Lansing — Emma Hanrahan was 18 years old and in her first days of college five years ago, when she went to a party, drank a little too much and got separated from her friends.

Three basketball players told her to come with them to another party where everyone else was headed. But when they got to the house, there was no party and soon after her life was forever altered.

"They forced me to have sex with them and oral sex with them at the same time," said Hanrahan, a speaker from the Rape, Abuse and Incest National Network. "I remember I was crying and I just kept saying no over and over again, as if it was going to change their mind."

Hanrahan told her story Monday to 450 students, activists, university and policy leaders in Lansing who gathered for the state's first summit to discuss best practices for preventing and ending sexual assaults on college campuses.

The daylong event was convened by Michigan first lady Sue Snyder, who said she hopes to make Michigan a national model in the fight against sexual assault.

"I have no doubt that together we will set a positive example and make Michigan a leader in the fight against sexual assault on our college and university campuses," said Snyder, who was motivated to tackle the issue after her youngest daughter, Kelsey, enrolled at the University of Michigan last fall. "While we may not like to believe it, sexual assault can happen anywhere, and to anyone. Our colleges and universities are already taking positive steps to prevent these crimes. But there's always more that can be done. It is my hope that we can build on these efforts."

The issue has become a focus among national leaders.

In 2014, the White House Task Force to Protect Students from Sexual Assault issued its first report, Not Alone, which said one in five woman will be sexually assaulted in college. President Barack Obama spearheaded a campaign last year focusing on the issue.

Federal officials have been investigating scores of colleges for how they handle complaints from students who report sexual misconduct, including cases at Michigan State University, the University of Michigan and Grand Valley State University.

"We are on a learning curve," said Debi Cain, executive director of the Michigan Domestic and Sexual Violence Prevention Treatment Board. "We know that sexual assault has gone on college campuses for many, many years. Times are changing, there are new compliance issues, but this is more than about compliance."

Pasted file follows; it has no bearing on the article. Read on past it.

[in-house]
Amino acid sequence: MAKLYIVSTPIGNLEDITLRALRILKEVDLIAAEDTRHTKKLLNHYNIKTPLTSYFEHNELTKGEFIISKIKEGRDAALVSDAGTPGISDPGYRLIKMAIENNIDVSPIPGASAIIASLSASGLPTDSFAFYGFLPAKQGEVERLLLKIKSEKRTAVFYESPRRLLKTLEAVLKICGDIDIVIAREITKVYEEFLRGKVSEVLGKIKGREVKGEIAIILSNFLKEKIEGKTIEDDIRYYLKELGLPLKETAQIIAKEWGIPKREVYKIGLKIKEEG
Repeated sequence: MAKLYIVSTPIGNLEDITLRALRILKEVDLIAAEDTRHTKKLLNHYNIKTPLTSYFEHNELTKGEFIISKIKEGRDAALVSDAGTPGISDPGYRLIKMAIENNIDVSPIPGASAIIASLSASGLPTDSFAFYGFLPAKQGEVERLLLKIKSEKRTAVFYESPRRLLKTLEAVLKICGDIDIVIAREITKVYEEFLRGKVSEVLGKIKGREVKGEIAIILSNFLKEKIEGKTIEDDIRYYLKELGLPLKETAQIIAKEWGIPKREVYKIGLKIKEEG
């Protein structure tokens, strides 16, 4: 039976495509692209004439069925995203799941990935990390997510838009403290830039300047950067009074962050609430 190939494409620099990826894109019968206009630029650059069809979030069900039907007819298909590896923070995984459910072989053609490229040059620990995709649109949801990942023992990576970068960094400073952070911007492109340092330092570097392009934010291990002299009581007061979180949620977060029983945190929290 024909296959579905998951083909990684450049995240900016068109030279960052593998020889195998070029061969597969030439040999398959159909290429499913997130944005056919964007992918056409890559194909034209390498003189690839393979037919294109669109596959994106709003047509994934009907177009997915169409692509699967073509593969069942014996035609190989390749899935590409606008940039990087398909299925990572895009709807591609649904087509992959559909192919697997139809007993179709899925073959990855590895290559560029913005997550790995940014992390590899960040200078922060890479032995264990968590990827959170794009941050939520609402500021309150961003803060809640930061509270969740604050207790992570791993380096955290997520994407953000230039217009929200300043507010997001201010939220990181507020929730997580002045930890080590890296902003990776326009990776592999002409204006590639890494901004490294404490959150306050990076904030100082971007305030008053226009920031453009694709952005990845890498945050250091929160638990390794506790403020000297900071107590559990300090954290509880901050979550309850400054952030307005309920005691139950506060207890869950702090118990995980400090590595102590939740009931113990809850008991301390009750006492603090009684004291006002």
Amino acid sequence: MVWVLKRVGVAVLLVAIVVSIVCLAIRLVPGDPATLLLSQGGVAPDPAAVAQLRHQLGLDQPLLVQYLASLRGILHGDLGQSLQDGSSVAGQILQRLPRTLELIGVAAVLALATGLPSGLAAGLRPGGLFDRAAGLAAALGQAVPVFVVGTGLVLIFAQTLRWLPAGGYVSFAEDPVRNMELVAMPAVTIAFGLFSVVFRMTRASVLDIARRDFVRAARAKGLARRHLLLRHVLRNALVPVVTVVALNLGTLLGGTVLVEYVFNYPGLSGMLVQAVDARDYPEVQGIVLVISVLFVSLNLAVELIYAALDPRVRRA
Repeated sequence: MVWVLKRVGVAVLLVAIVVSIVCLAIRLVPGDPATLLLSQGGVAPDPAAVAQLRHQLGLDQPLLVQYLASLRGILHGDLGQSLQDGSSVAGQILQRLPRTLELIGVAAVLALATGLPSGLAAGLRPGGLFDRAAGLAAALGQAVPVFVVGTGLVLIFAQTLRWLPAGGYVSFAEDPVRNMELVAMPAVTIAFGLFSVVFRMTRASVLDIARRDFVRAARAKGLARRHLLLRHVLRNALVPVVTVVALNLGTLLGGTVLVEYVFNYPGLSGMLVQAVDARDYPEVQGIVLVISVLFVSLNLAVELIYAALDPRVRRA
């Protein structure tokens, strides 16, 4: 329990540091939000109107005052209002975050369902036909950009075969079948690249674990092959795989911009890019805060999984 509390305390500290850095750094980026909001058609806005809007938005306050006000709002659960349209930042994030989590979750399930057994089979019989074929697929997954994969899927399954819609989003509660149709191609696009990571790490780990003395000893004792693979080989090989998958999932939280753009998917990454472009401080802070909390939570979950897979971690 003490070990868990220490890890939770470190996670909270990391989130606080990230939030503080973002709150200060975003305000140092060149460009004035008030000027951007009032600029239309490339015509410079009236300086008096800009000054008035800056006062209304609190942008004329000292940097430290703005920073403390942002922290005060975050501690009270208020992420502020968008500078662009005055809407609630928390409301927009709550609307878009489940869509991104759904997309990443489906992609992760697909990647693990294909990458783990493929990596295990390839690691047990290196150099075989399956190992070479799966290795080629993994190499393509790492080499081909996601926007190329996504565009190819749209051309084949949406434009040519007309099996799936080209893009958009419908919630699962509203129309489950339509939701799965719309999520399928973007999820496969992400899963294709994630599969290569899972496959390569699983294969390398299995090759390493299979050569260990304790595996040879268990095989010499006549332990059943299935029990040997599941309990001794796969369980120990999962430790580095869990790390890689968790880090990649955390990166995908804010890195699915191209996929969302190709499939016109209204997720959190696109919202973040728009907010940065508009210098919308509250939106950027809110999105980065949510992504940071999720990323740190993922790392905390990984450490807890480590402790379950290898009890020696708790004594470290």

During Monday's event, the Snyder administration announced a $500,000 item in the state budget in 2016. It will be allocated for implementing best practices on college campuses to help prevent sexual assault.

"This is not about politics, this is not about party, this is about helping people," Gov. Rick Snyder said. "This is a day where we can all agree that we don't want to see sexual assault on campus ... What can we do to stop it, prevent it, make sure it never happens again? And in the meantime, what can we do to provide better support for the people who have suffered through these terrible acts?"

Besides testimony from sexual assault survivors, the day's events included break out sessions and presentations by experts on trauma and best practices.

The role of alcohol was discussed by Antonia Abbey, a Wayne State University professor who studies the issue. She said that about half of all sexual assaults involve alcohol, which lowers sexual inhibitions and increases aggression. But she stressed that alcohol doesn't cause sexual assault.

"Alcohol is just one more factor that could tip the scale and make people cross that line and act in a sexual aggressive manner," Abbey said. "But it can happen without alcohol."

The event, "Inform. Empower. Prevent. Let's End Campus Sexual Assault Summit," was co-hosted by Sens. Tonya Schuitmaker and Rebekah Warren and Reps. Laura Cox and Marilyn Lane. Along with the bipartisan group of legislators, the summit was attended by college and university representatives, law enforcement officials and students.

"We all just want to learn and do what's right," said U.S. Rep. Debbie Dingell, a former member of the Wayne State University Board of Governors. "When I was on a college campus, … we didn't talk about it, it was stigmatized, people wouldn't listen to you. We all want to learn what is the right way to do this."

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